Sunday, May 9, 2010

The semester of reviews and shit.

alright dicks, i haven't done shit with this in a while. I don't have any stand out ideas as to what to write about, but i did write about music for MTSU's newspaper. I'll post my outrageously opinionated reviews here. there's four of them and then a bonnaroo preview article I wrote with Emma Egli (she's so cool!)

These are the versions of the reviews before those know-it-all-editors got a hold of them and tamed them like a bitch lion. jerks.

anyways, i'll entertain you first with my MGMT review. enjoy.

MGMT scored big with their 2007 release Oracular Spectacular. Their big hit, “Electric Feel”, was heard everywhere. Record stores, Barnes & Noble and even Big Ten fraternity houses. So what did the band decide to do? Follow up their sensation with a single-less, pop-deprived artistic collection of songs called Congratulations. The new record, produced by Peter Kember, is a down beat psycho-folk jam that plays devils advocate with your ears. In an interview with the NME, MGMT’s founding duo Andrew VanWyngarden and Ben Goldwasser stated that they were trying to make an album for the album’s sake so listeners don’t “just figure out what are the best three tracks, download those and not listen to the rest of it.” They certainly did just that.

While MGMT didn’t create a total disaster, they did make something far less substantial than their debut. Most of the song are boring and something that resembles a 12-year-old on acid with a keyboard and an acoustic guitar.

After several hours of listening to the album, it was rare that I found my self skipping around to different tracks. It all works together; the ebb and the flow of the album makes it slightly more accessible. The opening track, “It’s Working,” holds a heavy beat as VanWyngarden wonders aloud if his first acid trip is in effect. The song bares a striking resemblance to ‘80s mega-hit “I Ran (So Far Away)” by A Flock of Seagulls, just with a downplayed hook.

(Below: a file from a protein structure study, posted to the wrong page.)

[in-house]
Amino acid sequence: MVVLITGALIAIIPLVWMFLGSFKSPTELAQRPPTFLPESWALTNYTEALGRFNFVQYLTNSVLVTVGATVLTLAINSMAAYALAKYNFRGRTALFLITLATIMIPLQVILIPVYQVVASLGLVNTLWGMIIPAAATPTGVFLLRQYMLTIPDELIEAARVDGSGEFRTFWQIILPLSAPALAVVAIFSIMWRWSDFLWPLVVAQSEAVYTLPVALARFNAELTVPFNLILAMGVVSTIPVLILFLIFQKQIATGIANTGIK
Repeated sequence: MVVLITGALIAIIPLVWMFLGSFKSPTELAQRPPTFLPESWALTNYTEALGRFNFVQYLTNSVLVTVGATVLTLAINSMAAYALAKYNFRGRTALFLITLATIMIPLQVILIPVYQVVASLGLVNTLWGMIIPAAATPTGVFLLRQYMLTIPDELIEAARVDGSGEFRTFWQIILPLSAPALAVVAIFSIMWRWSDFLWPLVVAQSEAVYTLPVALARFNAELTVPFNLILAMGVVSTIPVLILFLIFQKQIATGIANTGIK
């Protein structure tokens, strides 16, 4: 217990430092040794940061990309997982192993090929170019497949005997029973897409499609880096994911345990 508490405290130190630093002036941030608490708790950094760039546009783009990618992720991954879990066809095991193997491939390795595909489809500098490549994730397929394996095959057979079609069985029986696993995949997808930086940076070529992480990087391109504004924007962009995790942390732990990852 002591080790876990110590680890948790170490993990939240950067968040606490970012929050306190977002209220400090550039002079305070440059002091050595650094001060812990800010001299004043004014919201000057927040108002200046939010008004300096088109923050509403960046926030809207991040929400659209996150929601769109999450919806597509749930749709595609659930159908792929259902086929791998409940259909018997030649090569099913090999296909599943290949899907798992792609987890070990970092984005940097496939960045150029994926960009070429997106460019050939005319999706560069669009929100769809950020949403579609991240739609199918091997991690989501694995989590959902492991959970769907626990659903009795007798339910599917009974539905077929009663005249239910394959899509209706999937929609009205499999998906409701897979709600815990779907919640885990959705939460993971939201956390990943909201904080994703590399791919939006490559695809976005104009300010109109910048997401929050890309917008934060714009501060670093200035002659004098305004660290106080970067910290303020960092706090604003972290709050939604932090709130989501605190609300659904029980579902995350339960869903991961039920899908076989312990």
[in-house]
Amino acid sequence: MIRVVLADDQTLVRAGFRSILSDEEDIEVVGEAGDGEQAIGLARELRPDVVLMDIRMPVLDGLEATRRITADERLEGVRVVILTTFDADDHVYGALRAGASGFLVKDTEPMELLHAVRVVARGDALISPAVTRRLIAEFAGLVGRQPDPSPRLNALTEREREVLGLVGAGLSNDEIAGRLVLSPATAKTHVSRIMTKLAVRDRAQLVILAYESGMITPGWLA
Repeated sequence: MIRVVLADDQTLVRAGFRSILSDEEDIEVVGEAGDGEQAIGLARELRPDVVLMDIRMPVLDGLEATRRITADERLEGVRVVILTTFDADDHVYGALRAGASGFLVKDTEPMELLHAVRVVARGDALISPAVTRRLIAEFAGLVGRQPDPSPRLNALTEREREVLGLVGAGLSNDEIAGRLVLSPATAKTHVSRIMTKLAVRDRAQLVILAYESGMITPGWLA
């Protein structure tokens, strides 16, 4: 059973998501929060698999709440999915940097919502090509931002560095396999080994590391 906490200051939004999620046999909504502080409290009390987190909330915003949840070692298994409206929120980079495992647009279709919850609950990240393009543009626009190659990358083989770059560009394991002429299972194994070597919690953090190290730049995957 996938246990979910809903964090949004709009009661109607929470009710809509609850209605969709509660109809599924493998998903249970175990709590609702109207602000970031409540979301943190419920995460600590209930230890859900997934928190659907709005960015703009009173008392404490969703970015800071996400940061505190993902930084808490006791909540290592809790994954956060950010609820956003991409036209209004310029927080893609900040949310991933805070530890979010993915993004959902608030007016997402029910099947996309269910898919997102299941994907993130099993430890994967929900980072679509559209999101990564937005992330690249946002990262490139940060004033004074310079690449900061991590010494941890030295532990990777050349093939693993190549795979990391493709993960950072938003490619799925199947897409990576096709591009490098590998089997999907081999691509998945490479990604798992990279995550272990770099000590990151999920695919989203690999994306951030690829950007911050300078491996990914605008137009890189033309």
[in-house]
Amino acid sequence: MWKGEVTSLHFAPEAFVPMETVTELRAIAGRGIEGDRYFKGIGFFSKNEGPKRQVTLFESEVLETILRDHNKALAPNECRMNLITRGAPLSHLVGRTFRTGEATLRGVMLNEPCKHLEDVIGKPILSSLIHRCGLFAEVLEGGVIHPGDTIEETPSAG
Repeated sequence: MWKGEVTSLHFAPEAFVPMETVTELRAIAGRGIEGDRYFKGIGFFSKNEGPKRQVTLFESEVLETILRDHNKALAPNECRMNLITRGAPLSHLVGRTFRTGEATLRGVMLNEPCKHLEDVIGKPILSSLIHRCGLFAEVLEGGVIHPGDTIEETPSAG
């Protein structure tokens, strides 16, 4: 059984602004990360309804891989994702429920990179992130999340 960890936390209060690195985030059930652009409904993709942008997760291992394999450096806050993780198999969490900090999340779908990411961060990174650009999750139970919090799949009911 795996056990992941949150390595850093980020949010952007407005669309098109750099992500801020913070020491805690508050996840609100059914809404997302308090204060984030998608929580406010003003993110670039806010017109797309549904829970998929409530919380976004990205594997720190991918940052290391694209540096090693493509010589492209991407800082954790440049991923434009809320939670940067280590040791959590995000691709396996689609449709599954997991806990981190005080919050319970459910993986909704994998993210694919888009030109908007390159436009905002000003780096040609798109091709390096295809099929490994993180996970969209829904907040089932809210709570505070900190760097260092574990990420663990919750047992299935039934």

The lone “single” on the album, “Flash Delirium”, is an a weird excuse for a single. The song doesn’t stay in one place long enough during its 4 minutes for you to remember anything about it, other than it’s playful pan flute bridge. While this is cute for a while, it starts to get out of hand. If “Flash Delirium” plays out like a fun songwriting mix and match, then the 12-minute “Siberian Breaks” is a childish psychedelic mess. It’s seems as if the band had a whole bunch of wacky song ideas and threw them together. It worked for the Beatles, but for MGMT, it doesn’t work it the slightest as music to actively listen to. It’s steady stream of mediocre indie elevator music. This is Congratulations at it’s worst.

At it’s best, however, it’s an artistic take on ‘80s electronica. A later track, “Brian Eno,” seems to be the most accessible song on the record. It’s a upbeat rocker about the everlasting influence and genius that is Brian Eno. VanWyngarden puts it best when he describes the track to New York Magazine as a “kind of a vampire-punk-rock song about finding Brian Eno in like a cathedral in Transylvania. He’s like a dark wizard.”

Even with all the strange acid freak-outs on the record, the weirdest moment is the closing title track. This introspective look on fame is a lightly synthesized version of what The Band might have done in the ‘60s. You can’t help but feel a little awkward with their views on the success of their first album when VanWyngarden sings, “But damn my luck and damn these friends…lay down the quilt upon the lawn. Spread my arms and soak up congratulations.” It certainly doesn’t sit right with me.

MGMT is being difficult here on Congratulations, and it’s annoying. I understand they’re trying to fend away the shallow single fiends from “Oracular Spectacular,” but this is a bit overboard. Congratulations is for the most part one huge bore. Sorry MGMT, intentional lack of effort doesn’t work like that. You didn’t get famous because of music like this, and you certainly won’t stay famous with music like this. Hopefully LP3 will be somewhere in the middle of their first two releases. Until then, best keep spinning Oracular Spectacular.

Recommended if you like

-Pink Floyd - “Obscured By Clouds”

-The Flaming Lips - “Embryonic”


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